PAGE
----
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Biochar Simultaneously Reduces Nutrient Leaching and Greenhouse Gas Emissions in Restored Wetland Soils

Abstract

Organic soil amendments such as biochar and compost are thought to improve soil development, but it is unclear whether they affect nutrient leaching and greenhouse gas emissions. Using mesocosms, we investigated the effects of biochar and compost on nutrient leaching and greenhouse gas emissions across varying hydrologic regimes. Increased biochar decreased nutrient leaching and greenhouse gas emissions: the highest application rate (10% wt/wt) decreased cumulative phosphate leaching by 63% (SE 1.4), ammonium leaching by 65% (SE 0.8) and nitrate leaching by 92% (SE 0.3). Likewise, 10% biochar application decreased cumulative methane emissions by 92% (SE 3.7), carbon dioxide emissions by 48% (SE 7.0), and nitrous oxide emissions by 89% (SE 4.1). Biochar effects varied with hydrology for each greenhouse gas: stronger reductions in methane and nitrous oxide emissions were observed under waterlogged conditions, whereas stronger reductions in carbon dioxide emissions were observed at field capacity. In contrast with biochar, compost was the largest contributor to nutrient leaching and greenhouse gas emissions. These results suggest that biochar is most effective in soils with episodic flooding and drying rather than continuous flooding, and that compost should be avoided. We conclude that biochar can promote desirable functions simultaneously in restored wetland soils.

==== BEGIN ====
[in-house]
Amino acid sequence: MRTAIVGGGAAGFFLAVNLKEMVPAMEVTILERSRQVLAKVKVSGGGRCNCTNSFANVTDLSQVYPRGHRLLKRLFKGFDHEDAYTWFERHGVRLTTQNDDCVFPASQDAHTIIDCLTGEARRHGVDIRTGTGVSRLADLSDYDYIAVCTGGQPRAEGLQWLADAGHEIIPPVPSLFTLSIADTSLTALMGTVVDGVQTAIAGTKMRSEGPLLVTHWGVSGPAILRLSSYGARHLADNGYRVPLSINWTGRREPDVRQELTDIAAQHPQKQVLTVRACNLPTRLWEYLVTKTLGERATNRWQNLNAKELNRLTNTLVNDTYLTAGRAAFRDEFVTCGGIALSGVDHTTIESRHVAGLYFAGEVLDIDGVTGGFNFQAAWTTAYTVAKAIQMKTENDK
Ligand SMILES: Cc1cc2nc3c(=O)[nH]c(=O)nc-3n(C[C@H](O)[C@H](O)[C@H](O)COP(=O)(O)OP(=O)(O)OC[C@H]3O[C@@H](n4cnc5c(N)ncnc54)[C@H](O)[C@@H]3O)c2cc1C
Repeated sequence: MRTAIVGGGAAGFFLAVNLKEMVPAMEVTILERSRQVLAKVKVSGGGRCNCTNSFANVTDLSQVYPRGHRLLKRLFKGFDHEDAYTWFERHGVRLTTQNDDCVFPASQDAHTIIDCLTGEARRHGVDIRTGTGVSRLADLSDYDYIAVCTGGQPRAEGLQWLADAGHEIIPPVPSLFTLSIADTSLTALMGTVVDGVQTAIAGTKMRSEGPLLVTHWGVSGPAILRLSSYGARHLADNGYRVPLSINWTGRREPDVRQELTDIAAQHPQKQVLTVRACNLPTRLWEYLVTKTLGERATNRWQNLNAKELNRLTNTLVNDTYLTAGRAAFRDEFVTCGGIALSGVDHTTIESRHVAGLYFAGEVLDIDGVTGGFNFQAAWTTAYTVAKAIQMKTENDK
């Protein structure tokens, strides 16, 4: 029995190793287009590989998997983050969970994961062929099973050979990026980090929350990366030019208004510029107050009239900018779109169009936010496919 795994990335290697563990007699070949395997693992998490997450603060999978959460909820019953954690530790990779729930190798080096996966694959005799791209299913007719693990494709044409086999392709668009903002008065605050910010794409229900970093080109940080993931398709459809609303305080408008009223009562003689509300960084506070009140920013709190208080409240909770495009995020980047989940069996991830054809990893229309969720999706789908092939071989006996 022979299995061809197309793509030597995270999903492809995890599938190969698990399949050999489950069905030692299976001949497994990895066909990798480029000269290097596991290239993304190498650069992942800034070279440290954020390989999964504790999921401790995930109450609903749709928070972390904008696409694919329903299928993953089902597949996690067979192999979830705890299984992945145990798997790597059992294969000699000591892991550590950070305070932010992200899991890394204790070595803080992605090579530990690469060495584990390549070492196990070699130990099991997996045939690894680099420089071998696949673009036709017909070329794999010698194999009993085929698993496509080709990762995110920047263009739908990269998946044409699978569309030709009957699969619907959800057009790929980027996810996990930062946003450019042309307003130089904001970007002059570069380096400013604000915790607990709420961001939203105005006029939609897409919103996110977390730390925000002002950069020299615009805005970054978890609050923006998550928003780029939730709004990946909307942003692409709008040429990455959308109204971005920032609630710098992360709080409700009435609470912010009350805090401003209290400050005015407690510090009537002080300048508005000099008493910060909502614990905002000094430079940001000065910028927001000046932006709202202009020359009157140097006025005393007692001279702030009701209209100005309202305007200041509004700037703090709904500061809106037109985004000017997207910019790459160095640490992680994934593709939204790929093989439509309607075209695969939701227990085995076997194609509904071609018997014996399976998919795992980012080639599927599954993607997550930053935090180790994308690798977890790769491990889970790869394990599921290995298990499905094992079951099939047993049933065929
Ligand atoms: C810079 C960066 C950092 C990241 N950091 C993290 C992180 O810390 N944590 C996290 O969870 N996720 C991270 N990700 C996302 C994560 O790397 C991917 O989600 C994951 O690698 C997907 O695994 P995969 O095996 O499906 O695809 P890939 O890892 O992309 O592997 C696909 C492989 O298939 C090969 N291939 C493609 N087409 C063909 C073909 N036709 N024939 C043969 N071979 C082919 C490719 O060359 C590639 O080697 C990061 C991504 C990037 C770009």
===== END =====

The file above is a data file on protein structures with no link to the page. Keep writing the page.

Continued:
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Acknowledgements

We thank Nia Bartolucci for assistance with mesocosm sampling and sample preparation, and Erin Pierce and Brittany McDonald for field assistance. Field access was provided by Glorianna Davenport and Evan Schulman of Tidmarsh Farms and biochar was provided by Bob Wells of New England Biochar. The Cary Institute of Ecosystem Studies conducted water sample analyses, and the UMASS Soil and Plant Nutrient Testing Laboratory provided soil analyses on the three substrates (biochar, compost, and soil), as well as the final nutrient concentrations in soil. We are grateful to the editor and reviewers who helped to improve this manuscript. This research was conducted within the Restoration Ecology Program at Mount Holyoke College and the Living Observatory Research Collaborative, and was supported in part by the American Association of University Women.

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Correspondence to Kate A. Ballantine.

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Rubin, R.L., Anderson, T.R. & Ballantine, K.A. Biochar Simultaneously Reduces Nutrient Leaching and Greenhouse Gas Emissions in Restored Wetland Soils. Wetlands 40, 1981–1991 (2020). https://doi.org/10.1007/s13157-020-01380-8

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Keywords

  • Wetland restoration
  • Soil amendments
  • Methane
  • Carbon dioxide
  • Nitrous oxide
  • Nitrate
  • Agricultural retirement